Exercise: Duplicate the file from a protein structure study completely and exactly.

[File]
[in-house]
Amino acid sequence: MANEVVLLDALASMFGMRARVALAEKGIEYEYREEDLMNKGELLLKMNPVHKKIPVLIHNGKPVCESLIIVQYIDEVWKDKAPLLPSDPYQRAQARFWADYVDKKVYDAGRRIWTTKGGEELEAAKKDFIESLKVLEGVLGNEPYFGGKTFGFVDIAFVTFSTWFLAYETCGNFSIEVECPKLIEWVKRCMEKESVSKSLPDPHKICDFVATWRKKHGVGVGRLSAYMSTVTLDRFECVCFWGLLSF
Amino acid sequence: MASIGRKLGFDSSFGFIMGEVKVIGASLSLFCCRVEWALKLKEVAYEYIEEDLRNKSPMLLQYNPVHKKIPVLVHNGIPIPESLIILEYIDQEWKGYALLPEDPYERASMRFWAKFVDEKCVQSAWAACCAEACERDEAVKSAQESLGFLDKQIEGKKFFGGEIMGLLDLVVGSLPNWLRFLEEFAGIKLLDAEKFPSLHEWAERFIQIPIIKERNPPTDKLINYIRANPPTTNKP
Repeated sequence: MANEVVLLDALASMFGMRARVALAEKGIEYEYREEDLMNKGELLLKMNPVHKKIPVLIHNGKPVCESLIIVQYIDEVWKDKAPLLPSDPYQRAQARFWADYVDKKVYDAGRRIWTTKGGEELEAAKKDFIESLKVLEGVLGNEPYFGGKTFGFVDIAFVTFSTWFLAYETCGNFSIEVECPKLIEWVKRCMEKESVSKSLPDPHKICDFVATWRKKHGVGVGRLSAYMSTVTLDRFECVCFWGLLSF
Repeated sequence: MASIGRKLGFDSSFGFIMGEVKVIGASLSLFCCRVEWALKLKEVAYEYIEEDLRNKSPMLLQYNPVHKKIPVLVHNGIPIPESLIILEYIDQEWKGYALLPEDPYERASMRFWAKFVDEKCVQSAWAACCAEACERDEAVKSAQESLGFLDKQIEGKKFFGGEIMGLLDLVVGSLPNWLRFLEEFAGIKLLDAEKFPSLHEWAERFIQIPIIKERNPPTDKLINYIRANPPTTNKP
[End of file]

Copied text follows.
[in-house]
Amino acid sequence: MANEVVLLDALASMFGMRARVALAEKGIEYEYREEDLMNKGELLLKMNPVHKKIPVLIHNGKPVCESLIIVQYIDEVWKDKAPLLPSDPYQRAQARFWADYVDKKVYDAGRRIWTTKGGEELEAAKKDFIESLKVLEGVLGNEPYFGGKTFGFVDIAFVTFSTWFLAYETCGNFSIEVECPKLIEWVKRCMEKESVSKSLPDPHKICDFVATWRKKHGVGVGRLSAYMSTVTLDRFECVCFWGLLSF
Amino acid sequence: MASIGRKLGFDSSFGFIMGEVKVIGASLSLFCCRVEWALKLKEVAYEYIEEDLRNKSPMLLQYNPVHKKIPVLVHNGIPIPESLIILEYIDQEWKGYALLPEDPYERASMRFWAKFVDEKCVQSAWAACCAEACERDEAVKSAQESLGFLDKQIEGKKFFGGEIMGLLDLVVGSLPNWLRFLEEFAGIKLLDAEKFPSLHEWAERFIQIPIIKERNPPTDKLINYIRANPPTTNKP
Repeated sequence: MANEVVLLDALASMFGMRARVALAEKGIEYEYREEDLMNKGELLLKMNPVHKKIPVLIHNGKPVCESLIIVQYIDEVWKDKAPLLPSDPYQRAQARFWADYVDKKVYDAGRRIWTTKGGEELEAAKKDFIESLKVLEGVLGNEPYFGGKTFGFVDIAFVTFSTWFLAYETCGNFSIEVECPKLIEWVKRCMEKESVSKSLPDPHKICDFVATWRKKHGVGVGRLSAYMSTVTLDRFECVCFWGLLSF
Repeated sequence: MASIGRKLGFDSSFGFIMGEVKVIGASLSLFCCRVEWALKLKEVAYEYIEEDLRNKSPMLLQYNPVHKKIPVLVHNGIPIPESLIILEYIDQEWKGYALLPEDPYERASMRFWAKFVDEKCVQSAWAACCAEACERDEAVKSAQESLGFLDKQIEGKKFFGGEIMGLLDLVVGSLPNWLRFLEEFAGIKLLDAEKFPSLHEWAERFIQIPIIKERNPPTDKLINYIRANPPTTNKP